Don’t Let Bad Behavior Slide

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How do you correct some of the unacceptable behavior and performance in your team?

One of the top topics people look to us to deliver to their front line teams is how to deal with unacceptable behaviors that workers can sometimes give their supervisor. Keep this advice in your tool kit, because you will use it over and over again.

If you take a punitive and aggressive approach to your correction, you will likely turn your people against you. They will become resentful and probably won’t meet your expectations on a consistent basis. Taking a punitive approach isn’t the right way to go. Strive to be conversational instead.

In fact, this is tip number one:

Strive to be more conversational and not accusational.

If you are correcting someone’s behavior or their performance issues, it helps if it’s a two-way discussion. You want to let the person know what they are doing now and what you would like them to do in the future. Always start the conversation this way so they know what your expectations are. You also want to listen to them to understand some of their barriers, frustrations and obstacles that may be contributing to them not meeting your expectations.

Factory worker signing document in industrial hall

The second tip is to stay on track.

In a discussion about someone’s behavior or performance, it’s easy for the leader to get distracted. There are a few reasons why, but it could be because the employee decides to raise an excuse or reason the leader had not considered. Or, perhaps, it’s just that you, as the leader, are trying to be so friendly and nice that you haven’t focused on the behavior you want to see changed and improved.

Know how to bring up behavior problems without creating conflict. Share on X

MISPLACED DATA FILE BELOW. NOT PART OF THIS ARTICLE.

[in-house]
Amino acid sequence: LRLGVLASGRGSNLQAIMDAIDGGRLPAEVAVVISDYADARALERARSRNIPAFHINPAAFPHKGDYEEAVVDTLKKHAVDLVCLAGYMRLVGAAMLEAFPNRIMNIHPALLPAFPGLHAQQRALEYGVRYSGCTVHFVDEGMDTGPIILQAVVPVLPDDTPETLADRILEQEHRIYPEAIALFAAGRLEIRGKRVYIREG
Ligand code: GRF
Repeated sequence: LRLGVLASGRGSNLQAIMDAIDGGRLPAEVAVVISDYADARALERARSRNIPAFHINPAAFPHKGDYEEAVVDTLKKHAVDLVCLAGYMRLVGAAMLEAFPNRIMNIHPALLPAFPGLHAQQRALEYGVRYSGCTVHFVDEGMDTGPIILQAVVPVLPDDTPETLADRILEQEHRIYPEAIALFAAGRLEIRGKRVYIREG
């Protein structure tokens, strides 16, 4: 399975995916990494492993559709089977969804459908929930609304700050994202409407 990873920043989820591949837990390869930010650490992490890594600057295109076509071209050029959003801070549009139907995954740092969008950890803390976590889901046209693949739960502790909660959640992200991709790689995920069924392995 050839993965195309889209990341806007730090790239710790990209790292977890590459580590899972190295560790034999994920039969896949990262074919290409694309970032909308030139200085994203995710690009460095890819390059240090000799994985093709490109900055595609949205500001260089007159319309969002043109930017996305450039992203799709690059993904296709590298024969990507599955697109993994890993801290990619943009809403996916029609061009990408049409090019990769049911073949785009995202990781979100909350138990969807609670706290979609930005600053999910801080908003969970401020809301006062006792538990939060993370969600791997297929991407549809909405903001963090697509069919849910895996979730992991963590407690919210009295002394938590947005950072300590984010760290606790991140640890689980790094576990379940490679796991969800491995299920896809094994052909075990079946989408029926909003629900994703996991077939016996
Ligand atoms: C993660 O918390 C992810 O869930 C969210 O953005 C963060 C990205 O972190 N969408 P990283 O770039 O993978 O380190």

If you are confronted with an excuse, there is a Leader Feeder segment on dealing with excuses on our blog. Instead of arguing against them right away, which basically tells the person you’re not going to acknowledge what they said, take a moment to acknowledge and repeat back the excuse they gave you. For example, “Other guys are doing this too.” Respond with, “Hey, I realize other guys might be doing this, but let’s focus on your behavior.” In fact, you can do it even better by taking out the word “but”. Just say, “Hey, I realize other guys may be doing this. Let’s focus on your behavior, though. That’s something I observed today, and it needs to get addressed.”

Again, by being specific, staying focused and on task you will become more effective during the disciplinary talk.

The final tip is to take a positive approach to the conversation.

The person needs to have an overwhelming feeling that you are rooting for them to improve their behavior and performance. If they think you’re just trying to punish them or that you’ll be looking for every time they screw up so that you can increase the consequences, they won’t want to meet your expectations in the long-term. Instead, give them a sense that you’re rooting for them to succeed. Show them that you’re encouraging them and that you know they can be a valuable contributor to the team. They need to know you’re in their corner as their leader. And that will help build trust and respect in your relationship as well.

With these three tips, you can become better at delivering corrective feedback to your team.